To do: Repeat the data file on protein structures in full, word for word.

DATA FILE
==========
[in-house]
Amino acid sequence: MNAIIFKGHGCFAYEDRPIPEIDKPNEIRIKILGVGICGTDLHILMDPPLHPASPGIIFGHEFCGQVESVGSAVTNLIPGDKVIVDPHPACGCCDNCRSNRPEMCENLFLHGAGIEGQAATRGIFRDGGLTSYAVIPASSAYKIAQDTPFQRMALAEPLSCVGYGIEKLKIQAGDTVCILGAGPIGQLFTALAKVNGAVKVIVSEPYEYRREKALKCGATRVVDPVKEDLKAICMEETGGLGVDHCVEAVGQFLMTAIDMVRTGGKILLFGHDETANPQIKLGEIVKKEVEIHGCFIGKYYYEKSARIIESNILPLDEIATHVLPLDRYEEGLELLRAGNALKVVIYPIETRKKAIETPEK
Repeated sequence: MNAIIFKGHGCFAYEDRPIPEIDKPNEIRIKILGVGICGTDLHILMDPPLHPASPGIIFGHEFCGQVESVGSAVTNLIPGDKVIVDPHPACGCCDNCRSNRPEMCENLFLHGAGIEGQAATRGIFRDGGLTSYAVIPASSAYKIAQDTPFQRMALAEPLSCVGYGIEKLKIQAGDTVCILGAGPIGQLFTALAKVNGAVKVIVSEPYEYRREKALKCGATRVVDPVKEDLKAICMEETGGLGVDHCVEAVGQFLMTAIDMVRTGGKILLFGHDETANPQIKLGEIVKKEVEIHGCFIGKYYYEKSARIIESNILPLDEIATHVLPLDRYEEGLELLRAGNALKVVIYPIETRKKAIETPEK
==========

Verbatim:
[in-house]
Amino acid sequence: MNAIIFKGHGCFAYEDRPIPEIDKPNEIRIKILGVGICGTDLHILMDPPLHPASPGIIFGHEFCGQVESVGSAVTNLIPGDKVIVDPHPACGCCDNCRSNRPEMCENLFLHGAGIEGQAATRGIFRDGGLTSYAVIPASSAYKIAQDTPFQRMALAEPLSCVGYGIEKLKIQAGDTVCILGAGPIGQLFTALAKVNGAVKVIVSEPYEYRREKALKCGATRVVDPVKEDLKAICMEETGGLGVDHCVEAVGQFLMTAIDMVRTGGKILLFGHDETANPQIKLGEIVKKEVEIHGCFIGKYYYEKSARIIESNILPLDEIATHVLPLDRYEEGLELLRAGNALKVVIYPIETRKKAIETPEK
Repeated sequence: MNAIIFKGHGCFAYEDRPIPEIDKPNEIRIKILGVGICGTDLHILMDPPLHPASPGIIFGHEFCGQVESVGSAVTNLIPGDKVIVDPHPACGCCDNCRSNRPEMCENLFLHGAGIEGQAATRGIFRDGGLTSYAVIPASSAYKIAQDTPFQRMALAEPLSCVGYGIEKLKIQAGDTVCILGAGPIGQLFTALAKVNGAVKVIVSEPYEYRREKALKCGATRVVDPVKEDLKAICMEETGGLGVDHCVEAVGQFLMTAIDMVRTGGKILLFGHDETANPQIKLGEIVKKEVEIHGCFIGKYYYEKSARIIESNILPLDEIATHVLPLDRYEEGLELLRAGNALKVVIYPIETRKKAIETPEK